Ever the master of the the montage and the mob movie, Martin Scorsese here gives us the raw, bloody red belly of Las Vegas casino management in the late 70s. It's basically like Goodfellas but with more sand. And like Goodfellas, it's based on truth. Here you get all the Scorsese crime film staples: brutal, unglamorous violence, an absolutely pitch-perfect classic rock soundtrack, Robert De Niro being somber and awesome, and Joe Pesci throwing out hundreds of the most finely crafted f-bombs in cinema. The whole thing runs at a blistering pace as well, which is good because even at such a brisk jog it still runs just shy of three never-dull hours. The epic length begets a story that feels even bigger; the first hour alone has enough plot to bury a half-dozen other movies and things only build, beautifully, from there. Martin Scorsese is simply the master of this genre, and once again he shows us why. There isn't a weak part, a slow moment, or a wrong cue anywhere to be found in this film. About the only way in which it fails is in not giving more of the real life stories behind the mayhem.

10 out of 10.

Wednesday, October 27, 2010

Commando (1985)

As we all know, once upon a time Arnold Schwarzenegger was freaking huge, and every film he was in throughout the 80s and early 90s was built specifically to highlight that fact. Here we're introduced to him carrying a chainsaw and a tree over his shoulder, because being a half ton of solid badass somehow wasn't manly enough on its own. Soon after, his daughter is kidnapped by a third world military junta. Daring feats of improbable, ultra-macho manliness ensue. If disposable eighties cheese and gigantic guns being emptied into faceless bad guys are your thing, then you'll be in heaven from start to finish. This movie is what it is though: a one-off sequence featuring continuously rising body count. As far as these types of films go it's more archetypal than actually good. It laid groundwork for dozens of films to follow, but on the whole it simply doesn't have a lot going for it on its own. If you can turn your brain completely to “off”, then you may welcome the hair this film puts on your chest. Otherwise it's probably better to move on to bigger, more preposterously manly fare.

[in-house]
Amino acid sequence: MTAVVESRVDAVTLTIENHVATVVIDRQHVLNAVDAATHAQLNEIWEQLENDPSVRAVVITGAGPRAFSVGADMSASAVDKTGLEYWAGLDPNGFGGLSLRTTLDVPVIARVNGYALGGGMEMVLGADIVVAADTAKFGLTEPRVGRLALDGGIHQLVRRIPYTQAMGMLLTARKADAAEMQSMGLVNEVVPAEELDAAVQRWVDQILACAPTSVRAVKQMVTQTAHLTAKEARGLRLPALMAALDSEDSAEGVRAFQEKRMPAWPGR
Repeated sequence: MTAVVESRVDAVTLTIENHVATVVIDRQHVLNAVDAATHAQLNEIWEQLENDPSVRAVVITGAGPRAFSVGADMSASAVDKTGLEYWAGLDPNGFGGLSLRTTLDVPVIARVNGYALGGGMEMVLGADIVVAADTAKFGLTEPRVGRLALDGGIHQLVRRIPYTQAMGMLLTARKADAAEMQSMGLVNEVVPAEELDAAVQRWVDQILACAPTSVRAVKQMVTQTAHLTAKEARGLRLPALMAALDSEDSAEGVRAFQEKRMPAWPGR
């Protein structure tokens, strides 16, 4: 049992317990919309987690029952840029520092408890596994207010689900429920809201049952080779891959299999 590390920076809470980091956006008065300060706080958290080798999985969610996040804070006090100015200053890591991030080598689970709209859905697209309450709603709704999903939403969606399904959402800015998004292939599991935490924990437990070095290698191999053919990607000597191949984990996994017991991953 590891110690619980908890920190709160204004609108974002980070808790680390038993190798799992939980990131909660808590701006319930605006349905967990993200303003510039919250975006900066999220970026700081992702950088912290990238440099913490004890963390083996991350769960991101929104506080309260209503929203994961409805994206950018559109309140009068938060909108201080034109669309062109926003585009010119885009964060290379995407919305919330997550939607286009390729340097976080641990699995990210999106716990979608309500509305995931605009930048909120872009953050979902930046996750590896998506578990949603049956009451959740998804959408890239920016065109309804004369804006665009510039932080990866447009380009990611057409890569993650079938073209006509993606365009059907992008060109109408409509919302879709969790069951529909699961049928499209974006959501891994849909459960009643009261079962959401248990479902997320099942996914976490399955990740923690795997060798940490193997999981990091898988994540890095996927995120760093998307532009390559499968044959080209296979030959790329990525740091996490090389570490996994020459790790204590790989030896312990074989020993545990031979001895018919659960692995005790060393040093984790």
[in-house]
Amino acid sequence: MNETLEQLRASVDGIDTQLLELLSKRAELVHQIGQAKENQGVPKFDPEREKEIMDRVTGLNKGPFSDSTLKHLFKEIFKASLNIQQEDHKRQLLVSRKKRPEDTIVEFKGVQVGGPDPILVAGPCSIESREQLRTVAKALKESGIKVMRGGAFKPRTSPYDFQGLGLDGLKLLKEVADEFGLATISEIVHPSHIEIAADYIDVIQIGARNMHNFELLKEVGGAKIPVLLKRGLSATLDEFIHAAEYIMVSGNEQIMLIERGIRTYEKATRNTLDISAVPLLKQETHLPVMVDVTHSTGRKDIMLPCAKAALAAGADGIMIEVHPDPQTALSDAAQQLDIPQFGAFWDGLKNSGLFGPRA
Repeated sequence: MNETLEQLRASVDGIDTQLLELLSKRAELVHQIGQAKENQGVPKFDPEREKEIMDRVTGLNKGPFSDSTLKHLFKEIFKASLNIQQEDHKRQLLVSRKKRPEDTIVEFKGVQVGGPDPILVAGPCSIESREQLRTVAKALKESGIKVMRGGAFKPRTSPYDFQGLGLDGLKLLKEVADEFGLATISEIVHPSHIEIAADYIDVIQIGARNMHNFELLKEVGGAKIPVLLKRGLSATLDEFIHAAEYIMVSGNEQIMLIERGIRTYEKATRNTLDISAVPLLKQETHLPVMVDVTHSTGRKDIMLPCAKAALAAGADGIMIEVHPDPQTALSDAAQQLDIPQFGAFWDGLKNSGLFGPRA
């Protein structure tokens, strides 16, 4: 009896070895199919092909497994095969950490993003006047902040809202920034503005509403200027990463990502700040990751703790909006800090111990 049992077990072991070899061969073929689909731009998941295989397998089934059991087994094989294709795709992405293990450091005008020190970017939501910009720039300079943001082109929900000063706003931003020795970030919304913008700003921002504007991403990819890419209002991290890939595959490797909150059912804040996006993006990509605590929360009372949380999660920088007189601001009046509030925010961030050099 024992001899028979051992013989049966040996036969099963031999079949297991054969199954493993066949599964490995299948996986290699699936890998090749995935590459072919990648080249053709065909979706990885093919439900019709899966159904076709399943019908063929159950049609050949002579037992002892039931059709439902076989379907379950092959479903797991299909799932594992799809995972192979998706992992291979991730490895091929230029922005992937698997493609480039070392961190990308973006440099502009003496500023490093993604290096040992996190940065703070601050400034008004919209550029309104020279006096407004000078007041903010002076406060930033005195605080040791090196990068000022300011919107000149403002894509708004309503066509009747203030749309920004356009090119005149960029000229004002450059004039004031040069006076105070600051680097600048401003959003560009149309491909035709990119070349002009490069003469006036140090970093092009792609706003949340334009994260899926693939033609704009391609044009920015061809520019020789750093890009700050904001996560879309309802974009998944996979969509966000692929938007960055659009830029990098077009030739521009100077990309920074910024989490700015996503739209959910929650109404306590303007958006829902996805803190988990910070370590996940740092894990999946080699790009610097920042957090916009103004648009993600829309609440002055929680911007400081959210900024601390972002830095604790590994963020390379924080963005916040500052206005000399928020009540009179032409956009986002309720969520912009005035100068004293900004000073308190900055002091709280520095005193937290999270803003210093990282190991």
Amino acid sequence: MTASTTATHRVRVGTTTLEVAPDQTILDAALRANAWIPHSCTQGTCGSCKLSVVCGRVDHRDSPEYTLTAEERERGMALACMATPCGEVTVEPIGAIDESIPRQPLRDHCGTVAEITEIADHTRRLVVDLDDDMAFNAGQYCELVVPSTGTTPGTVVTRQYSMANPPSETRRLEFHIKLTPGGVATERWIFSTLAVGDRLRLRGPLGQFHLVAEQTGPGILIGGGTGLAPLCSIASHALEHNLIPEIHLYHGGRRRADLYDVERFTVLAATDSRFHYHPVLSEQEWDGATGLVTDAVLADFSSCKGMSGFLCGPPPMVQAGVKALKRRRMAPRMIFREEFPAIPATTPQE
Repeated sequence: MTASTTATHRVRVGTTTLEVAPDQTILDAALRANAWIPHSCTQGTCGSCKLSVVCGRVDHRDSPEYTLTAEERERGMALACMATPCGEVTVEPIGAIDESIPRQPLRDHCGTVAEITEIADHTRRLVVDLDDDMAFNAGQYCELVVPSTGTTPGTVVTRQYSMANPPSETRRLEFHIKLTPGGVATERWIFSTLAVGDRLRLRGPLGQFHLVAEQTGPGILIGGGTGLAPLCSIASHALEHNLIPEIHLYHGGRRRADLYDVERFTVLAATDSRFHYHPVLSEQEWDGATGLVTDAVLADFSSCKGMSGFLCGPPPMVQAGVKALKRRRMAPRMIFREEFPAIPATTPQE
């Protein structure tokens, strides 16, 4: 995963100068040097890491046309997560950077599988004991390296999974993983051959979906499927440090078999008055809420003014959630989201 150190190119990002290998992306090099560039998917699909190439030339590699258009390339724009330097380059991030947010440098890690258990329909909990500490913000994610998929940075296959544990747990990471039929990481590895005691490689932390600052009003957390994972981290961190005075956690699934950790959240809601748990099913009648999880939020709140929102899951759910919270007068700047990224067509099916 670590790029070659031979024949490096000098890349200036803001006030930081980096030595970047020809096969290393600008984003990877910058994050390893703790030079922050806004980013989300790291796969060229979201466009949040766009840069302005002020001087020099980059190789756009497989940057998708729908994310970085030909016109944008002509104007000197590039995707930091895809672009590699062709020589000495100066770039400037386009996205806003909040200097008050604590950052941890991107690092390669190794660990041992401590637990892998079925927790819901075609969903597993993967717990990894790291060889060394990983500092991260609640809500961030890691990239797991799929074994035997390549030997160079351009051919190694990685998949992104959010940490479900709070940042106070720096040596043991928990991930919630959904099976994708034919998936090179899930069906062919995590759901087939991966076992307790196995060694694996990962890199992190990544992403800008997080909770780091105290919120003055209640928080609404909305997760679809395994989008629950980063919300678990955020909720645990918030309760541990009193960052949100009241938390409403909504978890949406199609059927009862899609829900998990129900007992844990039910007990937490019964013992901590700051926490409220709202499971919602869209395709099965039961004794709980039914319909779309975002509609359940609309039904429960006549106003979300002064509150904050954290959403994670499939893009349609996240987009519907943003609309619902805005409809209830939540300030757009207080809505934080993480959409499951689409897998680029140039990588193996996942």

6 out of 10.

Wednesday, October 20, 2010

American History X (1998)

Obvious message about racism is obvious. Between the heavy-handed slow-motion, and an overbearing score that's as subtle as a sledgehammer set on fire, this is a film that is so in service to its message that it nearly forgets about filmcraft. It's not that that message isn't worth hearing, or is any less relevant today than it was when the film was made, it's just that being beat over the head with one extreme after another has a way of disengaging the people who need to hear it. Still, taken for the heavy-handed monster that it is there is still some merit here. Seeing an ex neo-Nazi try to keep his little brother from following in his footsteps is a good opening salvo in the discussion, but ultimately the movie itself only ever feels like just that: an opening salvo in the discussion.

6 out of 10.
Might take some heat for this one...

Wednesday, October 13, 2010

Iron Man 2 (2010)

While the first sailed by on a whip-smart script and a stellar performance by Robert Downey Jr., part 2 swings by on upped production values and a larger focus on things that aren't the metal man himself. It's a different approach that pays off in a completely different way, but it may bug you depending on what it was about the first that you enjoyed. Like any sequel, the budget is bigger and the cast flashier. There are more things to distract from genuine character building, and in some ways it seems drunk on its own success (at least one subplot could have been cut entirely without hurting the film). But the switch-up lets there be more variety. The moments with the stars have less to say, but feel more special for their rarity. The action sequences are bigger in scope and impact, and better integrated into the story. The new characters all fit in fairly well with the old. The most damning thing to say about the film is that it only does what the first did, but bigger. Yet still, that works for what is only meant to be fun and funny. By the end, less may feel accomplished, but it's a more impressive ride regardless.

8 out of 10.

Wednesday, October 6, 2010

After Last Season (2009)